Naturally occurring and human-engineered alterations in our shoreline area can result in modifications to shoreline jurisdiction boundaries when an action changes the "ordinary high water mark" or other physical characteristics that determine jurisdiction of the state Shoreline Management Act. Examples of such alterations include:
- Permitted, human-engineered changes such as filling and dredging
- Flood-control projects
- Natural changes due to landslides, flooding, channel alterations, and river course changes
Shoreline master programs officially delineate shoreline jurisdiction
When we approve a locally tailored, updated comprehensive shoreline master program from a city or county, our decision means the water bodies covered under state law have been delineated. Each shoreline program contains maps and legal descriptions of these delineated streams and rivers, lakes, shorelines and wetlands.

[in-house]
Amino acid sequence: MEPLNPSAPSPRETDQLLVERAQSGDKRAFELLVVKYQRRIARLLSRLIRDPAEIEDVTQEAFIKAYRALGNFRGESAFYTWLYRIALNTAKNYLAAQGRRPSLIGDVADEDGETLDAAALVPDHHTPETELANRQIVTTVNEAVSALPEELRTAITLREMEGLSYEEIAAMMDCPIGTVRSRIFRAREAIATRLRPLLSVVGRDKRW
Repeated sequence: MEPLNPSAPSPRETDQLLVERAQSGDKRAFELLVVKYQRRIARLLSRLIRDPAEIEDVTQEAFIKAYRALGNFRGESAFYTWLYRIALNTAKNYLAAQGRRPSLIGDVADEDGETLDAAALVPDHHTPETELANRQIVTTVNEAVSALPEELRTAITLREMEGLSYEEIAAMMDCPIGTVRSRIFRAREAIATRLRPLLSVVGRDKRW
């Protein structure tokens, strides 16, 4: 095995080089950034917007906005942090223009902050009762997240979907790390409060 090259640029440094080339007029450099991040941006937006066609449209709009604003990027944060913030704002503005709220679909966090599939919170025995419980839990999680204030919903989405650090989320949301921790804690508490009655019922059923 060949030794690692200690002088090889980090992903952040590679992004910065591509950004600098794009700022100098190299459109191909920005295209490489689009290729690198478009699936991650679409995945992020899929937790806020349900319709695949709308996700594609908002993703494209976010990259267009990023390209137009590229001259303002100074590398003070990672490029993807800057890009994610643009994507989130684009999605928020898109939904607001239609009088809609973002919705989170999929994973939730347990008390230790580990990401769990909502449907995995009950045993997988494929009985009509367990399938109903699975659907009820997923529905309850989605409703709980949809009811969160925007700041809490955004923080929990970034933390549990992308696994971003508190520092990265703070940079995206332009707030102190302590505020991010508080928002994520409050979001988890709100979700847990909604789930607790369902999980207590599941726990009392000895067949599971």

You may request a copy of the current shoreline program from your local planning office. You may also request a copy from Jackie Chandler, shoreline administrator: email@example.com, 360-522-3927.
Other key shoreline jurisdiction terms and concepts: